Interview with Mike Ivey of Basehead
Conducted via email 11/08
Jerry Actually – When “Play With Toys” came out it was greeted with a decent amount of attention, but by the time “Not In Kansas Anymore” was released, Basehead seemed to have faded back into obscurity. Was I just not paying attention to the right channels, or did your audience pick up the ball and then drop it?
Mike Ivey – Actually, the fade back to obscurity was after “Not In Kansas Anymore,” and after we recorded the follow-up “faith” which didn’t get a major label release after parent label Imago’s BMG distribution deal ended. Prior to that Kansas sold about as much as Toys, we did got some press, and we toured opening for Stone Temple Pilots, Butthole Surfers & fIREHOSE, as well as on our own and in Europe. Therefore the fade to obscurity was a bit more gradual than described above.
Jerry Actually – In regard to the question above question, basehead came about a few years before the massive proliferation of the internet and the whole peer to peer file share phenomenon. Do you think if basehead would have been more in line with this that things would have unfolded differently?
Mike Ivey – Actually, things unfolded the way they needed to. “Play With Toys” came out right just as Soundscan was in the process of rolling out, and that multi-year run ended right before the internet really got going, so I feel fortunate to have experienced the record business prior to the traditional industry model falling apart. I’ve always been skeptical of the panacea of promises of the internet age, particularly in regards to how artists are supposed to be paid for work when everything is available for free. But in general, it’s a cost-effective means for marketing and communications in the 360 degree-DIY business model that the future seems to be calling for.
Jerry Actually – To me your music was very pioneering. I come from a rock and roll and metal background and when I first heard Play With Toys, I was impressed by not only the use of instrumentation but the more melodic nature of the music you were making. I sense influences of it in bands as diverse as Outkast and Cake. What, if any, influence do you feel basehead had on shaping future music?
Mike Ivey – I don’t know.
Jerry Actually – To the influence end, who are some of your musical influences? What/who are you listening to currently?
Mike Ivey – Blues music and people in all forms, styles, and colors. Music created by live musicians playing real instruments. Analog-based recordings pleasing to the ear. Gospel. God.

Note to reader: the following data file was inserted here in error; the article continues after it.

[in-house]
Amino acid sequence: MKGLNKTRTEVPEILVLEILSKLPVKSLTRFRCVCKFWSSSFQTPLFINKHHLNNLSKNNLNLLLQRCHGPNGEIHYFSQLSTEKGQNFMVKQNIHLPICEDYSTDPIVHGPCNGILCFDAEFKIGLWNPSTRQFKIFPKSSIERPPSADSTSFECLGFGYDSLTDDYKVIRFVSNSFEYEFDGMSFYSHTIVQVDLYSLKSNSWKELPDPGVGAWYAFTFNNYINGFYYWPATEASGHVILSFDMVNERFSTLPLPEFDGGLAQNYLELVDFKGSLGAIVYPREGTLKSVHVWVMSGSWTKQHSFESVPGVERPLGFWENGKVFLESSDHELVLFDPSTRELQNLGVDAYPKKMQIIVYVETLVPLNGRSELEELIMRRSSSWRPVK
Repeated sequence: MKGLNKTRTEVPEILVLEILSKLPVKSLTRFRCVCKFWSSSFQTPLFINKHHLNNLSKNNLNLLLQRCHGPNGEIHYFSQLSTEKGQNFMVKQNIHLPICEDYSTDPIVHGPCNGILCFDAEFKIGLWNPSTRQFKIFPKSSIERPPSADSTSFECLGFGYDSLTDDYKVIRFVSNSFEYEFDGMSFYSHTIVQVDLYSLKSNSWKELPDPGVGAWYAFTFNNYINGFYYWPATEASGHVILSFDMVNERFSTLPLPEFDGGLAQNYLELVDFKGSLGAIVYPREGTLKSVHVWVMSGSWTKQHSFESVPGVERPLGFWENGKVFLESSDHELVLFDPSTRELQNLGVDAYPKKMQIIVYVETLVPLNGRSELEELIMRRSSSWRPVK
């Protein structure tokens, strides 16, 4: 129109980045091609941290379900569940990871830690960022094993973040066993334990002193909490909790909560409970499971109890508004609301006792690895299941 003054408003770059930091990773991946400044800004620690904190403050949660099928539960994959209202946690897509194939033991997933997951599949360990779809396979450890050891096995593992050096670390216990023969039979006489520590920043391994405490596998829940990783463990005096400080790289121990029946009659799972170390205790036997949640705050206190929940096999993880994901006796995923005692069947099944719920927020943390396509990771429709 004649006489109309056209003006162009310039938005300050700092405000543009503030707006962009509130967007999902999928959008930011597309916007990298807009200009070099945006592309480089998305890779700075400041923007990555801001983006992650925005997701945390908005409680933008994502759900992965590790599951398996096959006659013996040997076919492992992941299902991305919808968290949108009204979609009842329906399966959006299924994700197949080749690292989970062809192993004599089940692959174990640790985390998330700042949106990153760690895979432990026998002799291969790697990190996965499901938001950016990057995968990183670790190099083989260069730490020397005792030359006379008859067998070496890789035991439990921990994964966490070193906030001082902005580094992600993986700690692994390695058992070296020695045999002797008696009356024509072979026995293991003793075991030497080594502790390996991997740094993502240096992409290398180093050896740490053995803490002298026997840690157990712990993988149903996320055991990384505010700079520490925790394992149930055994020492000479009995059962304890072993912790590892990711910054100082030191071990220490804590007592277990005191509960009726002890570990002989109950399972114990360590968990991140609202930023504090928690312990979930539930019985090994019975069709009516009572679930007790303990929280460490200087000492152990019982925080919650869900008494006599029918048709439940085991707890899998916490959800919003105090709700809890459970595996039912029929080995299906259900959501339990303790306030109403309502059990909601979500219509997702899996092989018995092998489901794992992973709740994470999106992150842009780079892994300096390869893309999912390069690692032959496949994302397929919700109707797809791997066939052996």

Jerry Actually – Since ’92 the face of music in both tastes and the function of the industry have changed quite a bit, how do you see the future unfolding for crossover music and bands getting their message across to their fans?
Mike Ivey – Be a band. Be part of a community of music fans (particularly live music), and not only out to make fans of your band. Music-making isn’t simply for industry and for-profit-making purposes. It’s an art. Historically, music and musicians’ roles and responsibilities in society were to communicate, inform, speak to and for the people, not just to entertain them. For the future, music needs to be more relevant to the times and to a broader cross section of the people. Don’t stress the categories, make good music, and as a profession, hopefully a reasonable industry model will soon work itself out.
Jerry Actually – I see (from the Wikipedia entry) that you’ve recently been active with basehead again. If that is the case, can you tell me what is in store for basehead in the future?
Mike Ivey – We’ve been performing as basehead 2.0, an alt.rock.funk.gospel band (guitar, bass & drums trio) playing songs from the most recent recording “Rockalyptic Music” as well as “Play With Toys.” Perhaps there will be a use for, and/or re-release of the previous recordings, and I also have a background and interest in film. What is in store for basehead’s future is a continuing faith in God, with hope in my neighbors, nation, and new President, and a suspicion that these interesting times will produce some interesting music.